A biplane pilot who had missed flying in WWI takes up barnstorming and later a movie career in his quest for the glory he had missed, eventually getting a chance to prove himself in a film ... See full summary »
Sonny Steele used to be a rodeo star, but his next appearance is to be on a Las Vegas stage, wearing a suit covered in lights, advertising a breakfast cereal. When he finds out they are ... See full summary »
Nick Carraway, a young Midwesterner now living on Long Island, finds himself fascinated by the mysterious past and lavish lifestyle of his neighbour, the nouveau riche Jay Gatsby. He is ... See full summary »
Nick Carraway, a young Midwesterner now living on Long Island, finds himself fascinated by the mysterious past and lavish lifestyle of his neighbor, the nouveau riche Jay Gatsby. He is drawn into Gatsby's circle, becoming a witness to obsession and tragedy. Written by
When Daisy and Gatsby meet, Daisy says "Mr. Tom Buchanan, son of Mr. Tom Buchanan of Chicago, Illinois, blew into my life with more pomp and circumstance than Louisville ever knew before. He came down with a hundred people in four private railroad cars. He hired a whole floor of the Muhlbach Hotel." The Muhlbach Hotel is in Kansas City. The Seelbach Hotel is in Louisville. See more »
I was raised in America but educated in Oxford. That's a family tradition.
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Disturbing story of idle-rich during the Roaring 20s
This lavish Hollywood treatment of the Classic F. Scott Fitzgerald novel is a visual and acoustic delight. Nelson Riddle's spellbinding score and the many brilliant camera shots capturing the splendor of an age of excesses and indulgences make for engaging entertainment. Still, the dark story will leave the viewer numb at the eventual (bitter) end. A young Mia Farrow and Robert Redford in the leads, along with excellent performances by Scott Wilson and Bruce Dern, as well as the 70s "femme fatal" staple Karen Black round out the top, with what seems to be hundreds of colorful "flapper" and servant extras in the cast. Everyone fortunate enough to be born or married or mistressed into money is living the "life", not caring about anyone and anything other than fun, fun, fun.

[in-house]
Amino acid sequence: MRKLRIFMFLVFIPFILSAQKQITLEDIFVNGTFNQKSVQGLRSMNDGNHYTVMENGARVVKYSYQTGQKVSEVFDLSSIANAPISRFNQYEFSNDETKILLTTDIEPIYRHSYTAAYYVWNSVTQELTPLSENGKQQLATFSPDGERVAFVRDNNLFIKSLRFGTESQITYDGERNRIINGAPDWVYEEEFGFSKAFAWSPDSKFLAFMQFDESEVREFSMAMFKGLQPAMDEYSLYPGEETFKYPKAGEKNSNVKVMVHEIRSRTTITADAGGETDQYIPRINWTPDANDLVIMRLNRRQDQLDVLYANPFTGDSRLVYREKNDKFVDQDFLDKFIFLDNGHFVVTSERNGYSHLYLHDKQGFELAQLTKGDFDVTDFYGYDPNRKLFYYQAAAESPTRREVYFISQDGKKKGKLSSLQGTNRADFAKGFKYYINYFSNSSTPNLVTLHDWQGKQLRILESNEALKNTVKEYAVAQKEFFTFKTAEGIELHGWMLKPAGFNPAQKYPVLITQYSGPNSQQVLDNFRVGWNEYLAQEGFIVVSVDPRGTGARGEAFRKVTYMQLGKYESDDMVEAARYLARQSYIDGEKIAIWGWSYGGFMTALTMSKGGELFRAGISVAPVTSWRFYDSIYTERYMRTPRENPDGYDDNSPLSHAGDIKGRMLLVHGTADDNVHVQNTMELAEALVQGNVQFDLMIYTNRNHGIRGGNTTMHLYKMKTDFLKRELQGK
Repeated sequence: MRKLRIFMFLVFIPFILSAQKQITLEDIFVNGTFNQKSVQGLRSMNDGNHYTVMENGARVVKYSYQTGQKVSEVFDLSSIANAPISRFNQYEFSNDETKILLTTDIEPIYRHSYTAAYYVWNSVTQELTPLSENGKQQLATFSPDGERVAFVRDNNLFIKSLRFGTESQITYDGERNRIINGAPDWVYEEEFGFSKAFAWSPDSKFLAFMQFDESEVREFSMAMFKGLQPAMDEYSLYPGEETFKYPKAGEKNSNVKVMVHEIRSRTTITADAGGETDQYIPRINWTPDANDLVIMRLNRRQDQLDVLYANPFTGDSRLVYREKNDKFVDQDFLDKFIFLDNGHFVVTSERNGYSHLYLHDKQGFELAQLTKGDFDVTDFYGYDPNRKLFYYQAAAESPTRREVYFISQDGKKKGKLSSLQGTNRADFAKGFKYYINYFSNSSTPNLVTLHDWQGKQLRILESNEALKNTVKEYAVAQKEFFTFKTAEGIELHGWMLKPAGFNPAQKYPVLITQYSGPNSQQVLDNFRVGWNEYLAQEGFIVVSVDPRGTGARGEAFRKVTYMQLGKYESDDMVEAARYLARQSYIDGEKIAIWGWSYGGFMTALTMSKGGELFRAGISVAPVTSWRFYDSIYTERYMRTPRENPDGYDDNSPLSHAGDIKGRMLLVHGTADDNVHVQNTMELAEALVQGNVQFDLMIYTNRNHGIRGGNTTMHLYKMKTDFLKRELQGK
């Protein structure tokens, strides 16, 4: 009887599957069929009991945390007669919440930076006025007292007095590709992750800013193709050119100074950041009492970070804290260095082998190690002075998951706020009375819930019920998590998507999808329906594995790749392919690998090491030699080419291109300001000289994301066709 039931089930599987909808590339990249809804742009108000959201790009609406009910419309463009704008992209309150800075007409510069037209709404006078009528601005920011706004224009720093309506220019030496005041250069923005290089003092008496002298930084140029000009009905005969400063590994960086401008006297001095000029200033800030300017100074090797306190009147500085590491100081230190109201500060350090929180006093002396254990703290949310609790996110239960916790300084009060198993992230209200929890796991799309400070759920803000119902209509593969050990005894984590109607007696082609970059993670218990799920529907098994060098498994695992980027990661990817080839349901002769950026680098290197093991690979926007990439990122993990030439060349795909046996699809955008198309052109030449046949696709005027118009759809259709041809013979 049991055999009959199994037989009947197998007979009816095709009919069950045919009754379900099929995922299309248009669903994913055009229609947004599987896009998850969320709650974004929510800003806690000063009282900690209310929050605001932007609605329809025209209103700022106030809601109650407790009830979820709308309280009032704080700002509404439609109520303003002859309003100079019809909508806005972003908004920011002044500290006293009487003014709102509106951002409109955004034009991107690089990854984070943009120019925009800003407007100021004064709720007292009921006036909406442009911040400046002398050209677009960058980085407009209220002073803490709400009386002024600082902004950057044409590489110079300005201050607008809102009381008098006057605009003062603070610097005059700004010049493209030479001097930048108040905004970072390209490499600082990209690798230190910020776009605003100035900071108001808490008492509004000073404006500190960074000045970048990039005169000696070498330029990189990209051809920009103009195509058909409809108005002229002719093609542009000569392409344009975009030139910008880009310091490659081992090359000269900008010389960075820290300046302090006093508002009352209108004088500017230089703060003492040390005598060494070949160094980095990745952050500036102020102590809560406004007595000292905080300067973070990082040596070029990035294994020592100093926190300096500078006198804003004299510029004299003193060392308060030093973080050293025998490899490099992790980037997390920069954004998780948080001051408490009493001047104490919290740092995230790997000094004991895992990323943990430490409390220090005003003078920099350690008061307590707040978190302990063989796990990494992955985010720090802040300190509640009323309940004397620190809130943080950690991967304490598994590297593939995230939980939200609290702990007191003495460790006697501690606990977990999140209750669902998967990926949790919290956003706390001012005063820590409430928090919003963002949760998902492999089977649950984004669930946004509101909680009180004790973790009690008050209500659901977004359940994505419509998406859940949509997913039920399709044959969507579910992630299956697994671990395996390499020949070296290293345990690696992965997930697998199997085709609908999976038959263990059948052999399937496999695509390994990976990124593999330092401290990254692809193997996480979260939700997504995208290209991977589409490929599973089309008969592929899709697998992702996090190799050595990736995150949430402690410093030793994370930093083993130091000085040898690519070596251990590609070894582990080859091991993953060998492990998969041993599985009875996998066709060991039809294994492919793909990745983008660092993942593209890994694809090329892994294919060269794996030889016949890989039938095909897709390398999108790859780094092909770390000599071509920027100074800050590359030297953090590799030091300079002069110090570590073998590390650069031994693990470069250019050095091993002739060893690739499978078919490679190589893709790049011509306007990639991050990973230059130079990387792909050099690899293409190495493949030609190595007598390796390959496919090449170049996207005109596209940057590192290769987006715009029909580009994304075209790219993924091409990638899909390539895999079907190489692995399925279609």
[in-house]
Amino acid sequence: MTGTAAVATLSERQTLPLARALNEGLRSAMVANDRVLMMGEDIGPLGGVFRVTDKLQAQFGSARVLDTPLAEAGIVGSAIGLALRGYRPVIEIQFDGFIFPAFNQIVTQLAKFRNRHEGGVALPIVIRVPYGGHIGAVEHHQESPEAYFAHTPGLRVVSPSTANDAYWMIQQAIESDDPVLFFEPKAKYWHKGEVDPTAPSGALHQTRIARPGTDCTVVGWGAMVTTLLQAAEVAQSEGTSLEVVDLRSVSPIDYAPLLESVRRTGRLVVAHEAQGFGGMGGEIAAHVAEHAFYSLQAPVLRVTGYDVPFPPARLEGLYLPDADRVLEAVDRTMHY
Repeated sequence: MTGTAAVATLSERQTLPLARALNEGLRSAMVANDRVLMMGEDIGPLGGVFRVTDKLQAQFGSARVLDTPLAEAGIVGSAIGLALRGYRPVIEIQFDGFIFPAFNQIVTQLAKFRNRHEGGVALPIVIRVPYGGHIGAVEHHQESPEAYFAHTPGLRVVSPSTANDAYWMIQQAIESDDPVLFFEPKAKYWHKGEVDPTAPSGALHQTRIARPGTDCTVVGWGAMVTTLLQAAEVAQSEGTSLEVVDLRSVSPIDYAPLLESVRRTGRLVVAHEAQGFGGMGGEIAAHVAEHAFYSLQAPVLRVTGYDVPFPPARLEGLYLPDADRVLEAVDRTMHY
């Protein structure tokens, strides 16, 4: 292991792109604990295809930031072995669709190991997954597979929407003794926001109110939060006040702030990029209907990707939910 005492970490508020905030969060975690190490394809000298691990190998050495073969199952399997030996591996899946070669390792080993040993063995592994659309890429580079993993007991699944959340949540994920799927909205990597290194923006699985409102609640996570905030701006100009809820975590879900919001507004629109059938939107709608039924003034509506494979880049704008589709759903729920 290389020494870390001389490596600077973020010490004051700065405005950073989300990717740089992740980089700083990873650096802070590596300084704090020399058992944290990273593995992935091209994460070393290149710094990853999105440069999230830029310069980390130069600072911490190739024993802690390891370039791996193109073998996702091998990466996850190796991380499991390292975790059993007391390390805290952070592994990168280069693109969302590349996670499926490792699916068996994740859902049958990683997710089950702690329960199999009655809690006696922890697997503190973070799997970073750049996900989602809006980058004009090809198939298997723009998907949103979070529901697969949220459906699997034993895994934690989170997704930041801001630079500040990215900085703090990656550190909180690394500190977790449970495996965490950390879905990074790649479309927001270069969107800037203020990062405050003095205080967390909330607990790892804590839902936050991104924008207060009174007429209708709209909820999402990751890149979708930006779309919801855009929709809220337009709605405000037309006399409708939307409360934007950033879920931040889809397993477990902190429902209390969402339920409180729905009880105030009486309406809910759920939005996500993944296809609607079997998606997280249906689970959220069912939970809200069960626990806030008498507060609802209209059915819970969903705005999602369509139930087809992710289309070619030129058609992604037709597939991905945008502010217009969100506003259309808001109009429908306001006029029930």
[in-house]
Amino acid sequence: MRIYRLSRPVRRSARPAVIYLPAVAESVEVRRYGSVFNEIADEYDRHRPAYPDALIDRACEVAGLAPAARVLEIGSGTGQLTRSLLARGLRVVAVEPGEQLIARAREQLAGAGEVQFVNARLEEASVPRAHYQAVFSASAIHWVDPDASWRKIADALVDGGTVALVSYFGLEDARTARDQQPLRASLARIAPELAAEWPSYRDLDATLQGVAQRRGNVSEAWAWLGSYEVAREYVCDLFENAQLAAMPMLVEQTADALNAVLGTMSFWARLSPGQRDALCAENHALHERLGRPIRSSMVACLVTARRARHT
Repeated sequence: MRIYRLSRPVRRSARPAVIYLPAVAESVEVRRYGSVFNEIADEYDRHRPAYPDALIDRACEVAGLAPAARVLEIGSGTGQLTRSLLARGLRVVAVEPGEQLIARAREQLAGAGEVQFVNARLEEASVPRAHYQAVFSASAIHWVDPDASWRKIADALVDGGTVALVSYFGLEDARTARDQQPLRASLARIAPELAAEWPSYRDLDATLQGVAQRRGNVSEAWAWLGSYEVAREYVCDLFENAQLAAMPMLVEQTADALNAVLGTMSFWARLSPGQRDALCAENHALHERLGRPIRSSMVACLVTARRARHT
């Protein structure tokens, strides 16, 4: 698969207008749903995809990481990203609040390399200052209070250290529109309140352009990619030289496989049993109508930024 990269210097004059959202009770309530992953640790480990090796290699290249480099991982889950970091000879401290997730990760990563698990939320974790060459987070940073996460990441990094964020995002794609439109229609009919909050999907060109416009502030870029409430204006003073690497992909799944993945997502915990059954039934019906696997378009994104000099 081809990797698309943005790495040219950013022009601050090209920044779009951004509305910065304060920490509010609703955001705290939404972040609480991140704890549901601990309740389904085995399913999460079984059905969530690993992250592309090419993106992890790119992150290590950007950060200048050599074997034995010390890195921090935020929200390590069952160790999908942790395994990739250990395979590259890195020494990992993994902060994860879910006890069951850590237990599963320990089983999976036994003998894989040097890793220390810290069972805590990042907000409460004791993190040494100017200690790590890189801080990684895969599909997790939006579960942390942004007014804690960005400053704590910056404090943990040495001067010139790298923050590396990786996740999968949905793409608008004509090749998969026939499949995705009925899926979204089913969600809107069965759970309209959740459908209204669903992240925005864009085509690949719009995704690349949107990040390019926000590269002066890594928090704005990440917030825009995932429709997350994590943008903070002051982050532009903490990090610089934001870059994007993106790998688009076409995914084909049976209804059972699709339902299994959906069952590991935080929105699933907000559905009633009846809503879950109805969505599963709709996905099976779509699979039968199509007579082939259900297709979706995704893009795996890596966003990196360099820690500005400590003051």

A series of indiscretions (by just about everyone) culminates in the "just desserts", and several deaths. The fact that life of the high and mighty seems to go on without skipping a beat, regardless of anyone's recklessness or involvement, is the tough lesson the author seems to aim for. Without conscience, what have we? All the money will not replace human emotions, though the cash seems to easily take their place. But didn't we have fun....
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